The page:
Bottom line, E10 does not store well. Even the gas companies will tell you that its "shelf life" is only 2 to 3 months... after that it starts to deteriorate... especially if you are in a humid environment. I've had good luck using Sta-bil... I add the proper amount then fill the tank (this reduces condensation on the inside walls of the gas tank)... I'll also run the engine for a short time to make sure the treated fuel gets through the entire system... fuel pump, carbs, etc...

08-13-2009, 03:17 PM
There's a drain plug in the bottom of most TR3 tanks.
Extinguish all smoking materials. Jack up the rear. Undo the plug while arranging the funnel and gas can to catch the fuel. Wipe up the, hopefully small, spill. I have a 5 gal. gas can. I make sure to have less than that in the tank before attempting this. If a little extra driving is required to assure this, I don't regard it as a great hardship. :smile:

08-13-2009, 03:39 PM
There's a drain plug in the bottom of most TR3 tanks.Another alternative is to use one of the little Facet electric fuel pumps as a transfer pump. You can power it with a battery charger and, if you have enough hose on hand, pump the fuel directly into another car's tank.

The Facet also makes a good spare to carry on long trips, IMO. It's much easier to press it into use than to try to R&R the stock mechanical pump on the side of the road.

I wonder, though ... seems like most of the problems with E10 are because it is exposed to the atmosphere. I wonder if sealing off the tank vent (and running the float bowls dry) would alleviate the problem?

08-13-2009, 06:29 PM
I used to love the cool burn that gas gives you as it runs up your armpit from underneath the car.

But, now I use a suction pump from HF through the filler hole into 5gal gas cans.

08-13-2009, 06:32 PM
I used to love the cool burn that gas gives you as it runs up your armpit from underneath the car.


Don Elliott
08-14-2009, 09:05 AM
I store my 1958 TR3A is my dry, heated garage from the end of October till April. I leave almost no gas in the tank. I'm not concerned about humidity or rust because the garage is heated and I had the interior of my tank coated with epoxy "slush" in 1991. In the spring, Ifill up with new gas of the highest octane and if there is a bit of old gas left there it would be diluted by the new gas.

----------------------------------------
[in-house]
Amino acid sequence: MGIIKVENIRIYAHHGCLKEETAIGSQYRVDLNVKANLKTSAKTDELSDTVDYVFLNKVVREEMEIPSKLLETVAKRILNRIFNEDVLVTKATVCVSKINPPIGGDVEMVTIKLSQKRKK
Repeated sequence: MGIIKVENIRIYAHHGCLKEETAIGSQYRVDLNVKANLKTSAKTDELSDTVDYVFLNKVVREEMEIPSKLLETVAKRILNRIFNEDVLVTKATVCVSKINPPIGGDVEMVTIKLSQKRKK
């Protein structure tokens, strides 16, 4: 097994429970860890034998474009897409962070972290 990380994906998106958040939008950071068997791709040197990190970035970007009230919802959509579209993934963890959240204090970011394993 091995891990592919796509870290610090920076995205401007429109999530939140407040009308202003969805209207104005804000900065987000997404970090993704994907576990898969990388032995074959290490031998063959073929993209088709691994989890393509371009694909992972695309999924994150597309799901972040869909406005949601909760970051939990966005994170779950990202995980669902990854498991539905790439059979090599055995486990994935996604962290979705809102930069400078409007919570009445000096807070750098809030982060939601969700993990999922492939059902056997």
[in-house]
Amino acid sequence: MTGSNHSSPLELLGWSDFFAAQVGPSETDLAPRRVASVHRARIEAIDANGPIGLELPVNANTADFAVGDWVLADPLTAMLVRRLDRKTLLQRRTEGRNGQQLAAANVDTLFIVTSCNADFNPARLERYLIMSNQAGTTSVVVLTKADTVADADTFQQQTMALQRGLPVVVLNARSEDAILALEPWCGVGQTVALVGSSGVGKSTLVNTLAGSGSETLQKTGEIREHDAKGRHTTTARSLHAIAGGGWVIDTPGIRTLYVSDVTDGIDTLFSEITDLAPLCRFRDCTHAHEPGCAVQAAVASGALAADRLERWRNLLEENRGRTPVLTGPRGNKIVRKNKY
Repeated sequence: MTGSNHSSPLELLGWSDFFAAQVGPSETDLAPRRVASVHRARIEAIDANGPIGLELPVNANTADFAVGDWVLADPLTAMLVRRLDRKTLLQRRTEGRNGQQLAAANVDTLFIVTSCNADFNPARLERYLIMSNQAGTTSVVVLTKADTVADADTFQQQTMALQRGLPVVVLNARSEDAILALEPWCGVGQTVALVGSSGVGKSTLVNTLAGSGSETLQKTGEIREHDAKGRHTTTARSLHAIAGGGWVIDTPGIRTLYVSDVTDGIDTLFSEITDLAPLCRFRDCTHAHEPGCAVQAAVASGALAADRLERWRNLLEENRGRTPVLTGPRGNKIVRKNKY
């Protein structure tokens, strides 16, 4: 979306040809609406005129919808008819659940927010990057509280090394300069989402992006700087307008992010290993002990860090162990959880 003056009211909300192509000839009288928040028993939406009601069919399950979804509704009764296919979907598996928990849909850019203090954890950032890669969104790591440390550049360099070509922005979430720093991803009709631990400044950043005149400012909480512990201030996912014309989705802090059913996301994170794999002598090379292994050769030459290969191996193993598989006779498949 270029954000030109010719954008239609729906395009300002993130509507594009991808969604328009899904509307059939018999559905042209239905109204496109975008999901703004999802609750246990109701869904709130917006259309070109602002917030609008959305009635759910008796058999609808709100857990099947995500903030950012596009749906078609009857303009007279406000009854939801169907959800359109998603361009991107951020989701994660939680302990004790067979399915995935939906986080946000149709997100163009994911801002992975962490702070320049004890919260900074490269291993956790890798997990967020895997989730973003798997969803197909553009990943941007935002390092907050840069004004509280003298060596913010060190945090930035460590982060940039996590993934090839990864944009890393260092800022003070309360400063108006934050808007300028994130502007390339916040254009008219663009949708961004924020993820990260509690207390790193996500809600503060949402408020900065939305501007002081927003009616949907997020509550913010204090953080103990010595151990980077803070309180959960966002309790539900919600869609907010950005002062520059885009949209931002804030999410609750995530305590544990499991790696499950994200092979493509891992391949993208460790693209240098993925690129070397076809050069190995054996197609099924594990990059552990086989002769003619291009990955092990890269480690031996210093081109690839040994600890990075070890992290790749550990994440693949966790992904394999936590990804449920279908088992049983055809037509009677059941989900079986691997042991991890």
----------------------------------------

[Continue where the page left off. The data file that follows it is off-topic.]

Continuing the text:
But, a few months ago, because of the suspected problems which might arise with the added ethanol, I have added a drain valve to the bottom of my gas tank - just in case. From now on, I plan drain the tank in November of that last half gallon or so and leave it empty till April.

08-14-2009, 10:27 AM
I would add to Don's procedure that it might also be wise, after draining the tank, to run the carbs (and the lines) dry as well until the engine stalls.

08-14-2009, 01:21 PM
I do use Sta-Bil. I also use a lead substitute. To stop the pinging...the last tank of gas is premium. 3/4th full. No trouble in the spring with starting or gumming.

08-14-2009, 01:45 PM
Rick Patton owns a couple of NAPA stores in Maine and he recently told me that there's new "rubber" gas hose available that doesn't react/degrade from Ethanol. I think he even said it's green in color.......

As for draining the tank. I put in an inline shut off valve right where the gas line exits the tank. SO I basically shut off the fuel flow, remove the fuel line and let the gas empty into a container. It makes working around gas so much easier.


08-14-2009, 03:16 PM
Nice looking valve. Where did yo get it?

Marvin Gruber
08-14-2009, 04:08 PM
Down south the gas goes bad quickly, the XKE won't last but a couple of months before it spits and sputters. The TR3 is even worse. I keep the tank drained on it most of the time. I did start using Sta-bil this spring and the XKE is running okay. I do like the valve idea as well.


08-15-2009, 08:50 AM
that is a great valve. I would like to put one both at the bottom of the tank like you did and one in the engine bay before the fuel pump for shut off while working on any fuel related item in the engine bay. Where did you buy that one.